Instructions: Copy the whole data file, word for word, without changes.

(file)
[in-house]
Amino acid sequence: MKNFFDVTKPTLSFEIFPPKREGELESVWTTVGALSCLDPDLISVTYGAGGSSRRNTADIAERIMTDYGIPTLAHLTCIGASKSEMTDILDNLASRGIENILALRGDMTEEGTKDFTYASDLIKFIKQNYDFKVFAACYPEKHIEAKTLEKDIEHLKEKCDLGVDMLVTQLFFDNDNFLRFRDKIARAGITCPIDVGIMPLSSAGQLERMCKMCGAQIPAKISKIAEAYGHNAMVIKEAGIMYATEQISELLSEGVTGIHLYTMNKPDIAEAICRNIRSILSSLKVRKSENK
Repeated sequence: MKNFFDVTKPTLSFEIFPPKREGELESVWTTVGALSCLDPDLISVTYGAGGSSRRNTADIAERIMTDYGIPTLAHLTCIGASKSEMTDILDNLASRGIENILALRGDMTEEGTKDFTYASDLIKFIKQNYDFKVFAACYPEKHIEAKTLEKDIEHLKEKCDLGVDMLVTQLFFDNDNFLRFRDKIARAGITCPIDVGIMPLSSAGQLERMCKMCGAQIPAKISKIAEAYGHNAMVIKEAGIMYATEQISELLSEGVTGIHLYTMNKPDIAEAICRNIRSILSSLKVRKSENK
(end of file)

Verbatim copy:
[in-house]
Amino acid sequence: MKNFFDVTKPTLSFEIFPPKREGELESVWTTVGALSCLDPDLISVTYGAGGSSRRNTADIAERIMTDYGIPTLAHLTCIGASKSEMTDILDNLASRGIENILALRGDMTEEGTKDFTYASDLIKFIKQNYDFKVFAACYPEKHIEAKTLEKDIEHLKEKCDLGVDMLVTQLFFDNDNFLRFRDKIARAGITCPIDVGIMPLSSAGQLERMCKMCGAQIPAKISKIAEAYGHNAMVIKEAGIMYATEQISELLSEGVTGIHLYTMNKPDIAEAICRNIRSILSSLKVRKSENK
Repeated sequence: MKNFFDVTKPTLSFEIFPPKREGELESVWTTVGALSCLDPDLISVTYGAGGSSRRNTADIAERIMTDYGIPTLAHLTCIGASKSEMTDILDNLASRGIENILALRGDMTEEGTKDFTYASDLIKFIKQNYDFKVFAACYPEKHIEAKTLEKDIEHLKEKCDLGVDMLVTQLFFDNDNFLRFRDKIARAGITCPIDVGIMPLSSAGQLERMCKMCGAQIPAKISKIAEAYGHNAMVIKEAGIMYATEQISELLSEGVTGIHLYTMNKPDIAEAICRNIRSILSSLKVRKSENK